Tom Johnson

St. Paul native Tom Johnson had a stellar season out of the Twins bullpen in 1977, earning 16 wins (all in relief) and 15 saves. Those 16 wins were ninth-most in the American League, and 15 saves were seventh-most. I wonder how many guys have finished top-10 in both wins and saves in the same season. His 71 appearances were second in the AL only to the Yankees’ Sparky Lyle. Johnson even received MVP votes.

Johnson was born in St. Paul in 1951, and graduated from St. Paul’s Murray High School (now a middle school) in 1969, the same year Dave Winfield graduated from St. Paul Central. Both players accepted scholarships to play for coaches Dick Siebert and Jerry Kindall at the University of Minnesota, but Johnson backed out at the last minute and signed a professional contract with the Twins.

Johnson’s MLB debut is an interesting story. It came at Met Stadium on September 10, 1974 (age 23), starting the top of the 14th in relief of 1961 St. Cloud Cathedral graduate Tom Burgmeier. The Twins had a 4-1 lead entering the ninth when White Sox catcher Brian Downing hit a three-run homer off Bill Campbell to tie it up. Each team scored in the 11th and 13th innings for a 6-6 tie going into the top of the 14th.

Johnson struck out the first batter he faced, Eddie Leon. He gave up a single to the second batter, Jorge Orta. During the next at-bat, Johnson had Orta picked off first but made a throwing error, allowing Orta to advance to second. Orta later came around to score, with the run being unearned, despite the error being on Johnson himself.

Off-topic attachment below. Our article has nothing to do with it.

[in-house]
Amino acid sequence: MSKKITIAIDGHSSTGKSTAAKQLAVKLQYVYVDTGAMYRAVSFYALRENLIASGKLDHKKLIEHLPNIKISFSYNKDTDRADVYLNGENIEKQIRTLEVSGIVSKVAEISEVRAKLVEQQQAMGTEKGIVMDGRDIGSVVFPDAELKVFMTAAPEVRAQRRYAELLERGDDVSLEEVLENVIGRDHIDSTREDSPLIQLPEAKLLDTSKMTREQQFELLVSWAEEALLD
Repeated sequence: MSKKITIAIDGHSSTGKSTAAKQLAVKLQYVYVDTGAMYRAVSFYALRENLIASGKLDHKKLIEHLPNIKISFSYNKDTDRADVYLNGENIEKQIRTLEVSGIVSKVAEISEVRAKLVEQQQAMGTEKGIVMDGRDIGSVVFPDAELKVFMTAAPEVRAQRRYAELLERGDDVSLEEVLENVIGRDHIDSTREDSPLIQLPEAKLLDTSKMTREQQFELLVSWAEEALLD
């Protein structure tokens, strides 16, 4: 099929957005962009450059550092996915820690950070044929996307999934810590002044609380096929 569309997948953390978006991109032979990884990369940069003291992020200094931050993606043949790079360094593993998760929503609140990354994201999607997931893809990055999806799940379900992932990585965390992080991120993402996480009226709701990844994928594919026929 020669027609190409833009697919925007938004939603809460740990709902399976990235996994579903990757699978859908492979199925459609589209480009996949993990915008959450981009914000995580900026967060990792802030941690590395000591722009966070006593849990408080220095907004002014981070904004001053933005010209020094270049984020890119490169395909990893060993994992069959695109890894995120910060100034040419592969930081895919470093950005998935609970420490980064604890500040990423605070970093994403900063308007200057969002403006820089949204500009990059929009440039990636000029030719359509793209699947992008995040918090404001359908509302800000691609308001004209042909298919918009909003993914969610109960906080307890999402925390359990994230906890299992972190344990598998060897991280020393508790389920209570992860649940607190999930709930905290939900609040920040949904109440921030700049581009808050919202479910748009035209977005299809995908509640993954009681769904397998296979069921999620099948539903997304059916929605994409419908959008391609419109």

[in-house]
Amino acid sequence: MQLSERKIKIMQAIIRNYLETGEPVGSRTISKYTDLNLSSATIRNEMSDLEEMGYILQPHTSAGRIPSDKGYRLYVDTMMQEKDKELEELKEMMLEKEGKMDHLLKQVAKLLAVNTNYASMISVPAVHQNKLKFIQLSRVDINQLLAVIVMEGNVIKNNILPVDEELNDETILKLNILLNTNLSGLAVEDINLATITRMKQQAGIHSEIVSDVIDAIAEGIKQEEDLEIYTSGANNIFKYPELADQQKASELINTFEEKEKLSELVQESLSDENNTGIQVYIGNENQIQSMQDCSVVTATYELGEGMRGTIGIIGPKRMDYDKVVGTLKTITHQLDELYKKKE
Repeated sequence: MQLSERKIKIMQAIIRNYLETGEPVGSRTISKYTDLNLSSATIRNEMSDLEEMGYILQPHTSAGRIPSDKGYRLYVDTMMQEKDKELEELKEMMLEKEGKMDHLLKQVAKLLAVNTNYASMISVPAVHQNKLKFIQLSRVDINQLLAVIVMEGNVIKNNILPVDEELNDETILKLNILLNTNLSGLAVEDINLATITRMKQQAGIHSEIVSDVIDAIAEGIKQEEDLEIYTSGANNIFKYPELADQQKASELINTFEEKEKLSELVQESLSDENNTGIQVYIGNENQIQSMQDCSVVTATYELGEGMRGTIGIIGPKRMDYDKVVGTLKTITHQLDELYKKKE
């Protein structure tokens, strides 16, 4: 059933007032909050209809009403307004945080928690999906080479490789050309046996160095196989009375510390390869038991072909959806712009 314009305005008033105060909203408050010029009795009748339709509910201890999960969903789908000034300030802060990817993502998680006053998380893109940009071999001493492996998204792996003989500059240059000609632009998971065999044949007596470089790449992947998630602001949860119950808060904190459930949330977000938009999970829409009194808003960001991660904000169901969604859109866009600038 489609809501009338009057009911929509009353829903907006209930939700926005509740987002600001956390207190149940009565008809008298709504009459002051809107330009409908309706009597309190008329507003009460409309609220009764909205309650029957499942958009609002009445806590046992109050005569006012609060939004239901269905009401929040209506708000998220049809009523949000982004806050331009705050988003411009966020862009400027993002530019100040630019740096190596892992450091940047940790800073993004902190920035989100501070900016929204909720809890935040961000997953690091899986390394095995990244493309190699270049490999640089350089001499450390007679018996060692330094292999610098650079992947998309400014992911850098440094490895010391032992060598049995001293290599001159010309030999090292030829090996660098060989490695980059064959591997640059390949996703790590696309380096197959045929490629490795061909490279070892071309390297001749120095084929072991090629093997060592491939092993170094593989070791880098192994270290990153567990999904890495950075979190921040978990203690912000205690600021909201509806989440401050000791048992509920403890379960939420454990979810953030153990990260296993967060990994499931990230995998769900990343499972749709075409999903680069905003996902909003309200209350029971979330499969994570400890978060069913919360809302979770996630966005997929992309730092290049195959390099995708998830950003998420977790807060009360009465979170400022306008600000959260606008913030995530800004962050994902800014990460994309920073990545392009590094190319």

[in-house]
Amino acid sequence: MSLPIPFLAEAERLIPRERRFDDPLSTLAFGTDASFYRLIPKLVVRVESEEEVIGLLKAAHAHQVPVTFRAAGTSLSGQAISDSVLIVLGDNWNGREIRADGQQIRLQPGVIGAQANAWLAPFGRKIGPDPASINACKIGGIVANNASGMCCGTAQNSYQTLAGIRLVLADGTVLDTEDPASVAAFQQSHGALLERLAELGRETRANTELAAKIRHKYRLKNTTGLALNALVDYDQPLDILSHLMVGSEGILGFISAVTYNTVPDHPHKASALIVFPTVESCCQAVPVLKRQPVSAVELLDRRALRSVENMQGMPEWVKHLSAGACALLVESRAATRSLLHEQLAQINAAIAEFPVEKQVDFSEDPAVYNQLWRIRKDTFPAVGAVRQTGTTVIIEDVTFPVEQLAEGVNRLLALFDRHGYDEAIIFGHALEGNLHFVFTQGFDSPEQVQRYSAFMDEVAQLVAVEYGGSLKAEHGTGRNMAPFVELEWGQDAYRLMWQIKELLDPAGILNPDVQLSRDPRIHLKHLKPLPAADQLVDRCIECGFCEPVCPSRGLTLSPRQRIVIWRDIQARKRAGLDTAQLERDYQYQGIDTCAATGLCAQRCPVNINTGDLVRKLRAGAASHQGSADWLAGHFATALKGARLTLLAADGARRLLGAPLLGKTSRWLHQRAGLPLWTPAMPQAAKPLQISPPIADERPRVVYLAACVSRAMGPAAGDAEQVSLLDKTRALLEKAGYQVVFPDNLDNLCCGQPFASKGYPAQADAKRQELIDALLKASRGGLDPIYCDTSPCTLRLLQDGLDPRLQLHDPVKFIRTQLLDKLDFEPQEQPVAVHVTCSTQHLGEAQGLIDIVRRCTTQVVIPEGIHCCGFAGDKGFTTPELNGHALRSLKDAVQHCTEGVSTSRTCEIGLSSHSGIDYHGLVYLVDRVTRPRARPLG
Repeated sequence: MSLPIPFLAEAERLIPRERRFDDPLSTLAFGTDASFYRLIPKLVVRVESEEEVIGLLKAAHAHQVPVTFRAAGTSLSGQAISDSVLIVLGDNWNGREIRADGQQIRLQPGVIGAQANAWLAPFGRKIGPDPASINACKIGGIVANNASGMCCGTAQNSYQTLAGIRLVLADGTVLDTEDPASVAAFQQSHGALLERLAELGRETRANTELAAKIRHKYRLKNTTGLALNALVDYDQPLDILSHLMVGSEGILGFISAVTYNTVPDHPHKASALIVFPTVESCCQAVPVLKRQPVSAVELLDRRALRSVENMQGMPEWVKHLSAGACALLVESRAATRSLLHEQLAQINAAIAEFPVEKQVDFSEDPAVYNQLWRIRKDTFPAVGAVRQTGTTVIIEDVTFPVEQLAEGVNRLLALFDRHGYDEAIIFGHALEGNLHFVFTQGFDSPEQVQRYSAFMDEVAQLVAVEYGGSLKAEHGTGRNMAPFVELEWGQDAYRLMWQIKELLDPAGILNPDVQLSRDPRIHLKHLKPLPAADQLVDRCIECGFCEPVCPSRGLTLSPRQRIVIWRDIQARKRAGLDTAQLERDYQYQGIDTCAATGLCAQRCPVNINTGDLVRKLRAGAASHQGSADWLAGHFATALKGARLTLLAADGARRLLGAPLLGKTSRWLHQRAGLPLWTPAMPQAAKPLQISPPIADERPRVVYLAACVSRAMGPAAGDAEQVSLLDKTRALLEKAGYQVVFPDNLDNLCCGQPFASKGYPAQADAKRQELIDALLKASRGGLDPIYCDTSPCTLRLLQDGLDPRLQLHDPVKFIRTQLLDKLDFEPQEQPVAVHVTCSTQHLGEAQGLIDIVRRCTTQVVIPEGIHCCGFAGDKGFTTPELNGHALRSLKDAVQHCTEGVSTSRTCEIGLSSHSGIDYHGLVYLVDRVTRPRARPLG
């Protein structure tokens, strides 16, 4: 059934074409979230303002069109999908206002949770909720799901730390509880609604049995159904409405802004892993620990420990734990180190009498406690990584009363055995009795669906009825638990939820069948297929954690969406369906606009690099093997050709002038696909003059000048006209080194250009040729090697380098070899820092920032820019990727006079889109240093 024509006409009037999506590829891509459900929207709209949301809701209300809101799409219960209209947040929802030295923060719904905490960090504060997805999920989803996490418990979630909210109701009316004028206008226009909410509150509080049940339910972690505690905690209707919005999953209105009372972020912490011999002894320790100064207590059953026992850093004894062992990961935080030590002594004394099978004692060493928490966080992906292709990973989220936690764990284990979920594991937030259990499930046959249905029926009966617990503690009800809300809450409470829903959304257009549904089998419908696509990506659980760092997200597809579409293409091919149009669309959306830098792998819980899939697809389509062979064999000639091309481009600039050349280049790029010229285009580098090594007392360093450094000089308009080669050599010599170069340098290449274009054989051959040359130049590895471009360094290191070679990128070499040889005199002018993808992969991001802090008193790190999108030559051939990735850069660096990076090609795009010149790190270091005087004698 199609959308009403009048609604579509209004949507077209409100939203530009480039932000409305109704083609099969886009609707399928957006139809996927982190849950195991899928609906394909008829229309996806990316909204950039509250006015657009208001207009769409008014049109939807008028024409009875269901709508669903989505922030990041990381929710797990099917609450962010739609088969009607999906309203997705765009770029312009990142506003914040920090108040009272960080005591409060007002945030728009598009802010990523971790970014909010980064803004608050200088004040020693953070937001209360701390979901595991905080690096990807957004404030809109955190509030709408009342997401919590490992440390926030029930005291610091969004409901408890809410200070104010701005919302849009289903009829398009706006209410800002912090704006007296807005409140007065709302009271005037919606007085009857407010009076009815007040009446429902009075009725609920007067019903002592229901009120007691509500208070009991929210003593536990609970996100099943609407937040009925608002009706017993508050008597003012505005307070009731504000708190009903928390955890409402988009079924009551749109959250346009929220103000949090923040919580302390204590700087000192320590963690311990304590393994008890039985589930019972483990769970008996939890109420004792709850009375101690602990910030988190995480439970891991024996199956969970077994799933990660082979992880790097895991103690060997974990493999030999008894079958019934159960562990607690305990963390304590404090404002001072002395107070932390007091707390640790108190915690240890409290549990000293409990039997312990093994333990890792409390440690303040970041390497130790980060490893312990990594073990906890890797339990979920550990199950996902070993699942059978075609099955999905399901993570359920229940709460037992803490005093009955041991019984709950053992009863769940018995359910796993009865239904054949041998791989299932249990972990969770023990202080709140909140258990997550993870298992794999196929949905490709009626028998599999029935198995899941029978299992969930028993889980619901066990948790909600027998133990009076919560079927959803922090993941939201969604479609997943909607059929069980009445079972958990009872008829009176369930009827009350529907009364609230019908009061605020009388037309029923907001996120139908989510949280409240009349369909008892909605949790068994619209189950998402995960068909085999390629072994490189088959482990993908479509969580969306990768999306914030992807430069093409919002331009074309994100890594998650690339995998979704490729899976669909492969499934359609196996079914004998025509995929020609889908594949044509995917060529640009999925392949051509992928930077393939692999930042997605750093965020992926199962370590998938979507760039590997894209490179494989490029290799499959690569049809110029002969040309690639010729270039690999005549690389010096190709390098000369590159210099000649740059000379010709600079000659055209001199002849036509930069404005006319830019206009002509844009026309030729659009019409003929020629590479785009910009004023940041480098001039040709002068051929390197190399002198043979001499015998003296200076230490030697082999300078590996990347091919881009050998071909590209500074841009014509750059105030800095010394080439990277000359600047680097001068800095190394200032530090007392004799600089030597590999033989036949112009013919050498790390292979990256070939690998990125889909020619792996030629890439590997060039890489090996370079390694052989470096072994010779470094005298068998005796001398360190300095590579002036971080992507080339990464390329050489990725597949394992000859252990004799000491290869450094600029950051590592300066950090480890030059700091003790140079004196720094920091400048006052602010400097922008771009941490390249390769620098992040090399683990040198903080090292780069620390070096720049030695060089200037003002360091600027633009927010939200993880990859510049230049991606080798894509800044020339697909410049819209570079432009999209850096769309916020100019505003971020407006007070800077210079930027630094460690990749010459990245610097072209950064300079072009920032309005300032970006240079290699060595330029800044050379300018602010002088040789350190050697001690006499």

Trailing 7-6 in the bottom of the inning, Eric Soderholm reached on a two-out single, and scored the tying run on a Tony Oliva double. Johnson came back out to pitch a 1-2-3 top of the 15th.

With one out in the bottom of the inning, Goose Gossage walked Rod Carew, who stole second, and scored on a Larry Hisle walk-off single, giving Johnson the win over future Hall of Famer Goose Gossage in his major league debut.

Johnson also earned the win in his second appearance three days later (September 13), again with Carew scoring the walk-off run, this time with a home run leading off the 10th.

He pitched in both halves of a doubleheader on September 14, earning a save in Game 1. That was it for Johnson in 1974. In four major league appearances he earned two wins and a save. He pitched seven innings, giving up four hits and a walk for a 0.571 WHIP.

In 1975 and ’76, he split time between triple-A Tacoma and the Twins.

1977 was his lone standout season (as noted above).

He struggled during 18 appearances in 1978, his final major league season. Perhaps he been too much of a workhorse the previous season.

Read Jim McKernon‘s SABR BioProject essay on Johnson.



Back to Top